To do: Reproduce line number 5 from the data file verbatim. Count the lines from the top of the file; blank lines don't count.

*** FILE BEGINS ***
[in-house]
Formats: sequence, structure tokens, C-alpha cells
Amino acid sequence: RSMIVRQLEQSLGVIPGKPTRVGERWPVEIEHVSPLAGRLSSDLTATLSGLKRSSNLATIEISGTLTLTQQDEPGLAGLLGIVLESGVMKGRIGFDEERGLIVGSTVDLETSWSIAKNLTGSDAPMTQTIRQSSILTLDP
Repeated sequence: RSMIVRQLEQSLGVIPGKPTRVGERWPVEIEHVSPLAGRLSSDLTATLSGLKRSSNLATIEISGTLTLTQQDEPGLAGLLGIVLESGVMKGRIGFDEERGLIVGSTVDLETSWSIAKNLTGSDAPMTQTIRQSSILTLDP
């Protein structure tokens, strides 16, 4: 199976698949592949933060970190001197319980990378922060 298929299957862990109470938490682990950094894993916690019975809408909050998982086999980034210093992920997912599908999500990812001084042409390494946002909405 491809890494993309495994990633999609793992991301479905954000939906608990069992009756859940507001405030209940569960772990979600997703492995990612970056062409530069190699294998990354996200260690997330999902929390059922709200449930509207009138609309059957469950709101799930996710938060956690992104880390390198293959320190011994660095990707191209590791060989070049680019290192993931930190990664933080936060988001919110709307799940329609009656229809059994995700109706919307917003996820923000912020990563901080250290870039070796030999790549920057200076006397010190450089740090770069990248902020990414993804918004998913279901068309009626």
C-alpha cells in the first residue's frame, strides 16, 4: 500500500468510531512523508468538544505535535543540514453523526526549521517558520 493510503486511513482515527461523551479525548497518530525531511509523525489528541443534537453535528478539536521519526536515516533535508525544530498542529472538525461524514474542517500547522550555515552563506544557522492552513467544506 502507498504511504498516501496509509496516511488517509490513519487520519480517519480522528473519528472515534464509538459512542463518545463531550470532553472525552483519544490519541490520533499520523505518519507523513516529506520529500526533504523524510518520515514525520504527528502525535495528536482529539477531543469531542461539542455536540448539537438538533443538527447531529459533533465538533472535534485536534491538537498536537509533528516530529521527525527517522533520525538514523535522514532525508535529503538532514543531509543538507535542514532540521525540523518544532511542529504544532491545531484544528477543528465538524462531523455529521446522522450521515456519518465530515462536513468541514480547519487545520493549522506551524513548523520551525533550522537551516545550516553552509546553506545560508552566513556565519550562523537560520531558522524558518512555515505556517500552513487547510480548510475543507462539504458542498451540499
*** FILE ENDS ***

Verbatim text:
């Protein structure tokens, strides 16, 4: 199976698949592949933060970190001197319980990378922060 298929299957862990109470938490682990950094894993916690019975809408909050998982086999980034210093992920997912599908999500990812001084042409390494946002909405 491809890494993309495994990633999609793992991301479905954000939906608990069992009756859940507001405030209940569960772990979600997703492995990612970056062409530069190699294998990354996200260690997330999902929390059922709200449930509207009138609309059957469950709101799930996710938060956690992104880390390198293959320190011994660095990707191209590791060989070049680019290192993931930190990664933080936060988001919110709307799940329609009656229809059994995700109706919307917003996820923000912020990563901080250290870039070796030999790549920057200076006397010190450089740090770069990248902020990414993804918004998913279901068309009626």